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America's racial fault lines run uninterrupted from the days of slavery, to those of lynchings, separate water fountains, and the contemporary Jim Crow of voter suppression, gerrymandered voting districts, and the attempt to nullify the presidency of America's first Black chief executive.¿In this book Cornell Belcher, award-winning pollster who twice served on President Barack Obama's presidential election team, presents stunning new research that illuminates just how deep and jagged these racial fault lines continue to be. The election of the nation's first Black president does not mean that we live in a post-racial society; it means only that America's demographics have changed to the point that a minority can be elected to the country's highest office.¿The panicked response of the waning white majority to what they perceive as the catastrophe of a Black president can be heard in every cry to "take back our country." This panic has resulted in the elevation of an overt and unapologetic racist as the nominee of one of America's major political parties.¿Let's be clear, as Belcher points out: there isn't any going back. America's changing population and the continued globalization of our marketplaces won't allow it. In order to compete and win the future, America must let go of the historic tribal pecking order and a system gamed to favor the old ruling white elite. ¿To paraphrase DuBois, "The problem of the twenty-first century remains the color line."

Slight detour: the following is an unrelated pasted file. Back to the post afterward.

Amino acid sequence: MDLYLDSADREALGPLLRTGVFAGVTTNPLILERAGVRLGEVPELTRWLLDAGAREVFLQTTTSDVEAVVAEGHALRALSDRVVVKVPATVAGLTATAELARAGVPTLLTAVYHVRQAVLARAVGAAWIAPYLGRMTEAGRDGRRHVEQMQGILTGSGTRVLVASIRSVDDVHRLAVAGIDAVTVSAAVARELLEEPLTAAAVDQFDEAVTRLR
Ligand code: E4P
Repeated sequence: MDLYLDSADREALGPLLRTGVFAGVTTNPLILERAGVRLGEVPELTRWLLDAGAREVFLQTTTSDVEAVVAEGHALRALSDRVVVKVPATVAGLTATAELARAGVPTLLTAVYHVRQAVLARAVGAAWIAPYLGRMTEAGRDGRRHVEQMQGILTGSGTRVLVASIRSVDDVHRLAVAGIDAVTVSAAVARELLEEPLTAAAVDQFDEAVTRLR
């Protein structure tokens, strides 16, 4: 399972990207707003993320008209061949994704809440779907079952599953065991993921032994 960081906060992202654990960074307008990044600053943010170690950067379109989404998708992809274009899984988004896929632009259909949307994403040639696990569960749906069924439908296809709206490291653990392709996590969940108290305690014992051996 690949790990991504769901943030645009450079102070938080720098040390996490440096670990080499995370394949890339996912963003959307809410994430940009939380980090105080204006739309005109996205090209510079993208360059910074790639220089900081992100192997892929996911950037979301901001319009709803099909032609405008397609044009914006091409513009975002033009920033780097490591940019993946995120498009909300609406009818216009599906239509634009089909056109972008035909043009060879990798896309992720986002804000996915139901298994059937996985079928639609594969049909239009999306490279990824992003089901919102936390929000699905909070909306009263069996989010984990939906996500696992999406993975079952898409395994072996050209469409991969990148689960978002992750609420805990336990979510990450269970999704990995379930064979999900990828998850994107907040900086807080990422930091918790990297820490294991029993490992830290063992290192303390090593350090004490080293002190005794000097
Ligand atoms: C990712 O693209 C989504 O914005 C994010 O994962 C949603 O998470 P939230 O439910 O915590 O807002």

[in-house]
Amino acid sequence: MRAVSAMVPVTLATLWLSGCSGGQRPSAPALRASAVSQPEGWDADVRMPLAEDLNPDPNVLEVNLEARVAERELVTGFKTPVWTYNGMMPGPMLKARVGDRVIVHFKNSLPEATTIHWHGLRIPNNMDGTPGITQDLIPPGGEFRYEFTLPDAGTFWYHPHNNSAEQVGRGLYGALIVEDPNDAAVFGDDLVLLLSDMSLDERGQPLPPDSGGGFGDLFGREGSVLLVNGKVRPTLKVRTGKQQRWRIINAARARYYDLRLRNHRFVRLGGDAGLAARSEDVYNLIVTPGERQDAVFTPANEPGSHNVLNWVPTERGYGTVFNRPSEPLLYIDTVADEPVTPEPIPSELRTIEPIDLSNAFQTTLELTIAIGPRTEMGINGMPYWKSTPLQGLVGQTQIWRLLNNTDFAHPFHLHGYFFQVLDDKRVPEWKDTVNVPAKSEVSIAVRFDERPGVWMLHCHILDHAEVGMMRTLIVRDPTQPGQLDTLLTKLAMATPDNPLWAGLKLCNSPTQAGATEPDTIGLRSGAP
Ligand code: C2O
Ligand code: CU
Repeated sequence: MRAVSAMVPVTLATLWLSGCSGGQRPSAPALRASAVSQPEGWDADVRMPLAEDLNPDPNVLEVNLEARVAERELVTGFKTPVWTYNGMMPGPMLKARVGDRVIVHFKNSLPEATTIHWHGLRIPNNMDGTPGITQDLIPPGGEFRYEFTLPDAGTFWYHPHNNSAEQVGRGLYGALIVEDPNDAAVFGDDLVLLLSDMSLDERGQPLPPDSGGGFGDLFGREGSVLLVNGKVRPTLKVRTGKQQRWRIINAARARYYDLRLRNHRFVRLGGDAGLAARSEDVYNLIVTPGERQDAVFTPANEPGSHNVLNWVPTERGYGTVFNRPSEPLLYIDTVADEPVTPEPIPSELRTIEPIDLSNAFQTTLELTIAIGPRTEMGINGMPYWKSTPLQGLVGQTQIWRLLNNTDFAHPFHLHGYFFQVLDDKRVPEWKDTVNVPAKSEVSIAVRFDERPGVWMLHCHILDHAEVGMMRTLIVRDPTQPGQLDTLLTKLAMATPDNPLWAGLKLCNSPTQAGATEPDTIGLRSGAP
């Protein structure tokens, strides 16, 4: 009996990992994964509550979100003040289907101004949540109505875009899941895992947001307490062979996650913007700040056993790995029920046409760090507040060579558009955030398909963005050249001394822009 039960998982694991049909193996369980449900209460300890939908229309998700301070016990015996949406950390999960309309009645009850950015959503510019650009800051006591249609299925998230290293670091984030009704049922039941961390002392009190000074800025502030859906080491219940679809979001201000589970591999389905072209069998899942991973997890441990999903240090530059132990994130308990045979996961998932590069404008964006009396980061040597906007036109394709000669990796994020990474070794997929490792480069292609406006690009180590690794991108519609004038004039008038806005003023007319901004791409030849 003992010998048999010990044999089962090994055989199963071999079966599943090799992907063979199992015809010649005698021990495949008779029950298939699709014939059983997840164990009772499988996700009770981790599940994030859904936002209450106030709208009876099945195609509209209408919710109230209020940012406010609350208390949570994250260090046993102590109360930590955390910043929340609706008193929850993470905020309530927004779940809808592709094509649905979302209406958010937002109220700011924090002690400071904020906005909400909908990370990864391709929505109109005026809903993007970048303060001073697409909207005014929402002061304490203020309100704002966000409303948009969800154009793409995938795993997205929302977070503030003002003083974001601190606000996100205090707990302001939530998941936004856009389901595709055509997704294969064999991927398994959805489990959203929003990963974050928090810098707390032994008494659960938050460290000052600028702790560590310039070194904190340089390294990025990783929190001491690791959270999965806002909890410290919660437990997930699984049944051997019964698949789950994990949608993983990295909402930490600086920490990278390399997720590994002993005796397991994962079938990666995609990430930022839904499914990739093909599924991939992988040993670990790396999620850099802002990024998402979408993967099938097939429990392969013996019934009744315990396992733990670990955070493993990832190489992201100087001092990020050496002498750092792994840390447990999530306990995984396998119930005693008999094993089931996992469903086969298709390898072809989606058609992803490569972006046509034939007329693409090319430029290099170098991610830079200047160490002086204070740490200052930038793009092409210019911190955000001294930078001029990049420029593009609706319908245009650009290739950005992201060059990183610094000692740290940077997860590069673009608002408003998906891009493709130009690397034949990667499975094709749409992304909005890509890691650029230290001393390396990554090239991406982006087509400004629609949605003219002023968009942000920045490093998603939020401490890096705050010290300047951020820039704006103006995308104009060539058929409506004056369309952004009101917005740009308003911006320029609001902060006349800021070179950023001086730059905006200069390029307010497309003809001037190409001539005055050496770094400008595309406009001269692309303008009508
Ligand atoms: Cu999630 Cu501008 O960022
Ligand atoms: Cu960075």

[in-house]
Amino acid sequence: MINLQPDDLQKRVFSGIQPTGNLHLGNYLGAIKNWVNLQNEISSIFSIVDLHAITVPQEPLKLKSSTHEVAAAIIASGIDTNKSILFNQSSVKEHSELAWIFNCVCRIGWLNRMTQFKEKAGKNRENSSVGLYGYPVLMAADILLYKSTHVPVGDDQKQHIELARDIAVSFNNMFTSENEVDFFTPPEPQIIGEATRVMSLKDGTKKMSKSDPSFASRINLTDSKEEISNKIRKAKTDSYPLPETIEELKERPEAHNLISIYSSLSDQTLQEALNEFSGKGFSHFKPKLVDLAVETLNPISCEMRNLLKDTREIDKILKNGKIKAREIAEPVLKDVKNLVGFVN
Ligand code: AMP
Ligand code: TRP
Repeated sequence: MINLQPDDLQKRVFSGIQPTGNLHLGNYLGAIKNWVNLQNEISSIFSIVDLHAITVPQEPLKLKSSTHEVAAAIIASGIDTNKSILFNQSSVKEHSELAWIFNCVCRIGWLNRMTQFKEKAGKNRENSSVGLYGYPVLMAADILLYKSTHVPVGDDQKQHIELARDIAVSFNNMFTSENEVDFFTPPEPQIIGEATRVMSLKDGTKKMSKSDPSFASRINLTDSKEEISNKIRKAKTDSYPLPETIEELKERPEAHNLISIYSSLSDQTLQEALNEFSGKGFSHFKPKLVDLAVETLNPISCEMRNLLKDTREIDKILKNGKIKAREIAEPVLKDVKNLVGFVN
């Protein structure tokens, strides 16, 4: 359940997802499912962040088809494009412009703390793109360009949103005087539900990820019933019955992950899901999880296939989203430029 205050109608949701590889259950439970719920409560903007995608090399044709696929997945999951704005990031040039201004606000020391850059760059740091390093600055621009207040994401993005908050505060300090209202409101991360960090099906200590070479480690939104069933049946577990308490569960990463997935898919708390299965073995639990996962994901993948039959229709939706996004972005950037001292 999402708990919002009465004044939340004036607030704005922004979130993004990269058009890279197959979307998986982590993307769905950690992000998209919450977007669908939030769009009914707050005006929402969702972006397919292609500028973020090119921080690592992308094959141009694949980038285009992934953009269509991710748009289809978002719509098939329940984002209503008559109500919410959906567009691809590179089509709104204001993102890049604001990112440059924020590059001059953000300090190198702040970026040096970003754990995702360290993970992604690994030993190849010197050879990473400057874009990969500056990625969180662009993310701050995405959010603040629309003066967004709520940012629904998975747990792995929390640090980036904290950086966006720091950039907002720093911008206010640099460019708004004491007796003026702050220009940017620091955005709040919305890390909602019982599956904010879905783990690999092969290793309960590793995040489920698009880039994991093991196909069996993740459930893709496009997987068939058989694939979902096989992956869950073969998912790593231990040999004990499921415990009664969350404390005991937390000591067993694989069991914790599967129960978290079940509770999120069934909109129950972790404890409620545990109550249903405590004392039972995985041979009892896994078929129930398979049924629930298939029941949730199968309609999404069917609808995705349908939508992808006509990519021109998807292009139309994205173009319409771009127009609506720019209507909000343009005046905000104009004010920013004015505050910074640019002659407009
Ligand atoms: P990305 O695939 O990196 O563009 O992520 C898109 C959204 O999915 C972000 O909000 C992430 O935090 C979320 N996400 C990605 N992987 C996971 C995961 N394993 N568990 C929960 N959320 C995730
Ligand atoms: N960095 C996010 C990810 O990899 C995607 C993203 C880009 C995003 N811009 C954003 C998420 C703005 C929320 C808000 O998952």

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Author by Cornell Belcher
Genre Political Science
Publisher by
File Read 218
ISBN-10 162134360X